What companies would you prefer not to work for and why?
    Are all records of education, licenses and training seminars you have attended documented on your resume with dates
    ***** Is your resume accurate? In lieu of a background check?
    *****Are you prepared with your list of references? And what will they say about you?

  7. Karen –

    As usual, you are absolutely right, and I love you for keeping us straight here. I like to think personal attacks wouldn’t phase me, and a call from ERE apologizing for some profanity that got attached to my title (?) didn’t, but the kind apology (from Todd) was genuine & heart-felt.

    Even your ‘police-like’ activities are appreciated, unless they (some might fear) censor expression. But of course there are many who don’t particluarly like the police (unless they need them). Articles might become too burdensome if they had to add disclaimers, endless explanations, etc. Even Rookies will be able to discern the truth here (augmented with your help, of course). I often skim articles, but learn from the responses, especially yours.

    Finally, I aplaud you for your hobby (or passion?) – talking about ethics. Mine, a newsletter, was the one during the Middle East crisis projecting $2-2.50 gas within a mo. & a record Dow vs $4-5 & a recession most others were fearing.


  8. Living in the Pittsburgh area as a recruiter for a short amount of time (Coraopolis, PA) I can feel your pain in the ‘Job Fair’ atmosphere. To answer your questions, first a job fair should not be used to hire someone for a particular position that day. Yet, it should be used to develop company awareness and build interest in prospective applicants. If you are trying to do your initial interview at job fairs, your doing not only you and your company a disservice, but the applicant as well.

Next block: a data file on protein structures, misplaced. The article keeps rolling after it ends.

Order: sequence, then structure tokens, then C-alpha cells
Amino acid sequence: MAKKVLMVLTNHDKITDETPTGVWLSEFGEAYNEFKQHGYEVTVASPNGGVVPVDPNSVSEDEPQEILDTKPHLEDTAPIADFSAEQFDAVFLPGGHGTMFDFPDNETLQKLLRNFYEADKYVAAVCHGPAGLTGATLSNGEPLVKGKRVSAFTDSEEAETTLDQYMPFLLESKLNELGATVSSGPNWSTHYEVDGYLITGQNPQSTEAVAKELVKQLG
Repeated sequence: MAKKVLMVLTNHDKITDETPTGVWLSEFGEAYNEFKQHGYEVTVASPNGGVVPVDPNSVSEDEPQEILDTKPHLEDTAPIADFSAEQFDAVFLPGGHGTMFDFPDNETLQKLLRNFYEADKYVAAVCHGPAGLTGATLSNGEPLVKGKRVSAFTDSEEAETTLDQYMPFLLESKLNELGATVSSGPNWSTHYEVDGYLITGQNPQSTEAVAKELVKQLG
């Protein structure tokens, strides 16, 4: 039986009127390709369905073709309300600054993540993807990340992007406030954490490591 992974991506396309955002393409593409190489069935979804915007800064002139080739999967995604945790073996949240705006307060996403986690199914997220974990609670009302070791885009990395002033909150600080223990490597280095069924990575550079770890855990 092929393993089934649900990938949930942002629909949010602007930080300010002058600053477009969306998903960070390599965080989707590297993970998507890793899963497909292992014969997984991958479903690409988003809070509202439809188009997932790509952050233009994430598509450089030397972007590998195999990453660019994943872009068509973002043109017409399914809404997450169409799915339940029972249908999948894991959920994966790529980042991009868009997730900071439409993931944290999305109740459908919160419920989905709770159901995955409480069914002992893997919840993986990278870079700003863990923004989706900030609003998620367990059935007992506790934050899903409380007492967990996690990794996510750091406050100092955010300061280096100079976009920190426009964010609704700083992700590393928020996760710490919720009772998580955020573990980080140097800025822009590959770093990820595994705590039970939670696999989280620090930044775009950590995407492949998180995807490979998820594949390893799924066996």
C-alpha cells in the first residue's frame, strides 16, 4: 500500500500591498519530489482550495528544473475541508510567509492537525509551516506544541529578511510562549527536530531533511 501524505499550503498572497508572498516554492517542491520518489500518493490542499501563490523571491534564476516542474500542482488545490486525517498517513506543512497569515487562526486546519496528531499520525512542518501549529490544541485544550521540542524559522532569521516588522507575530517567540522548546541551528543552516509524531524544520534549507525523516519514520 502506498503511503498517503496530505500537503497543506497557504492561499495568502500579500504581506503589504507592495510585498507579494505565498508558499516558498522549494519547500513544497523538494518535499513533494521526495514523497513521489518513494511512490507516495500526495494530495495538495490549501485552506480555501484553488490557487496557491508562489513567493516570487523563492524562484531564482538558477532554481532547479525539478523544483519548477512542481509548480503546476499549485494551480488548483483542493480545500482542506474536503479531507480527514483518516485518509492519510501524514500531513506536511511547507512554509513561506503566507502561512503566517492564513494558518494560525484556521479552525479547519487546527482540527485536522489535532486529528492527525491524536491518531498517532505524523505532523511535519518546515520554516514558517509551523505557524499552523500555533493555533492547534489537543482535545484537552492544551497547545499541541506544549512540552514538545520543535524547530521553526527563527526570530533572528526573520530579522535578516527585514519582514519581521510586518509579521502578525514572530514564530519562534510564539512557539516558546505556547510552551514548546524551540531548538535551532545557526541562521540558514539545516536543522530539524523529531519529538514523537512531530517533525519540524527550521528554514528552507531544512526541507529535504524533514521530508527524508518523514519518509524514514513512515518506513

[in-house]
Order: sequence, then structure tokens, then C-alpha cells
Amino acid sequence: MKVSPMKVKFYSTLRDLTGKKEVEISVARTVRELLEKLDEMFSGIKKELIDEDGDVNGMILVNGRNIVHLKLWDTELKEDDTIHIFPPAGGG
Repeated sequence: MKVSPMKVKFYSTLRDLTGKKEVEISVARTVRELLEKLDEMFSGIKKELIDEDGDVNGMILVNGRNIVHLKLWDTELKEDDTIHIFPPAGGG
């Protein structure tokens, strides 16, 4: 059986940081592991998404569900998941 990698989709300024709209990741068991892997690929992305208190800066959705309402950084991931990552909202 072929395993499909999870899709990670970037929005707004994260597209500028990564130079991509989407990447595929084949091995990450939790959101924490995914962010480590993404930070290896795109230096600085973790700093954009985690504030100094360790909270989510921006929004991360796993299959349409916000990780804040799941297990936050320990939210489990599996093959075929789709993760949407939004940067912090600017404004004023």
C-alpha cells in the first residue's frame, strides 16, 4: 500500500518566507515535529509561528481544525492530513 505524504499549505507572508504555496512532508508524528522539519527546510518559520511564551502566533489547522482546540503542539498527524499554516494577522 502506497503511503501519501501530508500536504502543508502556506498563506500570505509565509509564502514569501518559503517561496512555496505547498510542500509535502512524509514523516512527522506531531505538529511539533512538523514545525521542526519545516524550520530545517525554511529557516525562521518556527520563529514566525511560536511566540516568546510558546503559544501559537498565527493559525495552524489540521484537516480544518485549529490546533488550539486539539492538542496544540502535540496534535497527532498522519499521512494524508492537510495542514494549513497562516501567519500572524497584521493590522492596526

Next, your second question goes right back to your first question. How do you get the applicant to not only show you they are interested, but follow through with posting their resume online? When I say it goes back to your first question, I mean you must build interest in your company. Standout among those all gathered at Heinz Field to pass out free stuff and have a great lunch. Be someone who is walking out to prospective candidates and asking them what they are looking for and not just simply waiting for them to walk up to your booth. Show them you are interest in sharing your company’s exciting opportunities and if they listen and show interest by posting a resume online great. And if they don’t – then so be it!

    Remember, in recruiting we all must deal with rejection from candidates. The only things you can do are keep trying and never give up promoting your company and do it with enthusiasm!

    Good Luck,

  9. I must say this was an impressive article, ten bullet questions each recruiter should have on there clipboard for each interview. It gets right to the heart of what a recruiter is trying to accomplish for his/her company. However, I do wish we had the 10 Things Recruiters Should Know About Every Hiring Manager, this would assist in our efforts to locate the correct candidate each time. This I believe is one of the toughest areas a recruiter has to tackle each day. Developing a solid relationship with each of your hiring managers is critical, yet one of the most difficult as well. While we strive to fulfill our individual companies? needs, we must also not forget why we as recruiters were hired ourselves. A recruiter is the company?s eyes and ears to the outside community and as such we are tasked with finding genuinely qualified candidates for our hiring managers to choose from.

    With that said, I hope each person working in this crazy career filed we call ?Recruiting? never forgets just how truly valuable we are to the overall success of each company we work with. Again I must say this article was very insightful and I would like to thank the author for sharing it with the rest of us recruiters.


Leave a Comment

Your email address will not be published. Required fields are marked *